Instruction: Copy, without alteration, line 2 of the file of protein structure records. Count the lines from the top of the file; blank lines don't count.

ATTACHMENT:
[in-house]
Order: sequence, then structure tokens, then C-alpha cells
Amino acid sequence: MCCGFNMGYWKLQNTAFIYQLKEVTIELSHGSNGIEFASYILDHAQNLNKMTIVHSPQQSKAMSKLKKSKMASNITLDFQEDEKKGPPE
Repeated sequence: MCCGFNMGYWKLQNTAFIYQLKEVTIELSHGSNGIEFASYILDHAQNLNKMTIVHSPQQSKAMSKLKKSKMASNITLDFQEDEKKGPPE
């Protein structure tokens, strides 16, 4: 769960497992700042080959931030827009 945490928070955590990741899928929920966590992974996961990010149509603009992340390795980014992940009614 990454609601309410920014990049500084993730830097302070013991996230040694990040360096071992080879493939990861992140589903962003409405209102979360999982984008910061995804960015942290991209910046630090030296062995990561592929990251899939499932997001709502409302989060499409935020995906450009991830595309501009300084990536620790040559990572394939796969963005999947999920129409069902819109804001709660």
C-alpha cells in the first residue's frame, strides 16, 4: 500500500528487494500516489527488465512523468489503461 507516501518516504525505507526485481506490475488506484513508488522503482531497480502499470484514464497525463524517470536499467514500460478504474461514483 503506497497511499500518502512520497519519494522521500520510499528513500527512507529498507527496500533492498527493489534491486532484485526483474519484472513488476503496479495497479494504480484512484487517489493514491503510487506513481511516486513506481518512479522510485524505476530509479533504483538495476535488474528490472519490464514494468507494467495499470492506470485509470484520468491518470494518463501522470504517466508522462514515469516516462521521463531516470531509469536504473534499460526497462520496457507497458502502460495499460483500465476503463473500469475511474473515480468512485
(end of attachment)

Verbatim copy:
Order: sequence, then structure tokens, then C-alpha cells